Skip to main content

The Federal Trade Commission testified before a U.S. Senate Committee regarding the agency’s law enforcement and educational efforts to combat deceptive and unfair practices that impact servicemembers and their families.

Testifying before the Senate Committee on Commerce, Science, and Transportation, Charles Harwood, Deputy Director of the Bureau of Consumer Protection, said that although all consumers are potential targets for fraudsters, certain scams are more likely to affect the military community. The testimony describes the work the Commission has done to identify illegal conduct that impacts servicemembers and to stop it – including through a recent case against one of the nation’s largest refinancers of home loans for allegedly making misleading claims targeted at current and former servicemembers.

The testimony also highlights Military Sentinel, part of the FTC’s Consumer Sentinel Network that the Commission uses to collect complaints from consumers and other federal agencies and organizations. In 2012, the FTC received 42,200 fraud complaints from the military community. The top complaint categories were debt collection, imposter scams, fraud involving prize offers, sweepstakes or gifts, unlawful banking or lending practices, and scams that offer mortgage foreclosure relief or debt management services. Notably, these complaint categories overlap with some of the FTC’s highest consumer protection priorities – particularly its aggressive recent work to stop frauds related to consumer financial products and services.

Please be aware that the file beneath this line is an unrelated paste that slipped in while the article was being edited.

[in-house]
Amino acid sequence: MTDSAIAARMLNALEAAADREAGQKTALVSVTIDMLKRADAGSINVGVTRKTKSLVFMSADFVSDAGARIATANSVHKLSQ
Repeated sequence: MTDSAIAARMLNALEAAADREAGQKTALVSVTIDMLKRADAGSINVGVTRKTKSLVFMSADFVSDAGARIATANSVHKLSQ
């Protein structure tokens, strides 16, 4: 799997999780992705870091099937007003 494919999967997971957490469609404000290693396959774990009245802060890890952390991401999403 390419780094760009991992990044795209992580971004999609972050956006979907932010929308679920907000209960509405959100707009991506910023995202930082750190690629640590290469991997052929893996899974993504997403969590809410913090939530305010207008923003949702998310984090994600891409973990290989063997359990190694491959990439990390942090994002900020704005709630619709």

The Commission is working with the DoD, VA, Departments of Education and Justice, and the Consumer Financial Protection Bureau to collect feedback from the military community regarding education institutions that may not have lived up to the promises they made to their students. The agency also is coordinating with the Defense Department on possible amendments to DoD’s military lending rule.

In addition to its law enforcement efforts and coordinating with its partners on policy initiatives, the FTC uses a variety of resources to educate military families about their rights when dealing with certain consumer protection issues. Some of the FTC’s military specific resources include information on limiting the harm from identity theft, placing an active duty alert on a credit report, and understanding military protections with respect to payday loans.

Most recently, the FTC published Eight Questions to Ask When Choosing a College After Military Service. Last year, the agency launched its first Military Consumer Protection Day, an annual partnership campaign and new website to inform the military community and veterans about a variety of consumer issues from dealing with debt to avoiding fraud.  

The Commission vote approving the testimony was 4-0.

The Federal Trade Commission works for consumers to prevent fraudulent, deceptive, and unfair business practices and to provide information to help spot, stop, and avoid them. To file a complaint in English or Spanish, visit the FTC’s online Complaint Assistant or call 1-877-FTC-HELP (1-877-382-4357). The FTC enters complaints into Consumer Sentinel, a secure, online database available to more than 2,000 civil and criminal law enforcement agencies in the U.S. and abroad. The FTC’s website provides free information on a variety of consumer topics. Like the FTC on Facebook, follow us on Twitter, and subscribe to press releases for the latest FTC news and resources.

Contact Information

Cheryl Hackley
Office of Public Affairs
Colin Hector
Bureau of Consumer Protection

Carole Reynolds
Bureau of Consumer Protection